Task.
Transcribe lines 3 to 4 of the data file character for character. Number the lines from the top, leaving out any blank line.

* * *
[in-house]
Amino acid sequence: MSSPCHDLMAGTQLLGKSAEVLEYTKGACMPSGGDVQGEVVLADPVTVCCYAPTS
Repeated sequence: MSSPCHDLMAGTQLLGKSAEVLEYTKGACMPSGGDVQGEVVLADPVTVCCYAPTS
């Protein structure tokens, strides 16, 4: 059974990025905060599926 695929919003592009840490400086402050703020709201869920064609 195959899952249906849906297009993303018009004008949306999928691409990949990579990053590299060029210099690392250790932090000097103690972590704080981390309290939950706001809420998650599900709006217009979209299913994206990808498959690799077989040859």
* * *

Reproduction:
Repeated sequence: MSSPCHDLMAGTQLLGKSAEVLEYTKGACMPSGGDVQGEVVLADPVTVCCYAPTS
């Protein structure tokens, strides 16, 4: 059974990025905060599926 695929919003592009840490400086402050703020709201869920064609 195959899952249906849906297009993303018009004008949306999928691409990949990579990053590299060029210099690392250790932090000097103690972590704080981390309290939950706001809420998650599900709006217009979209299913994206990808498959690799077989040859």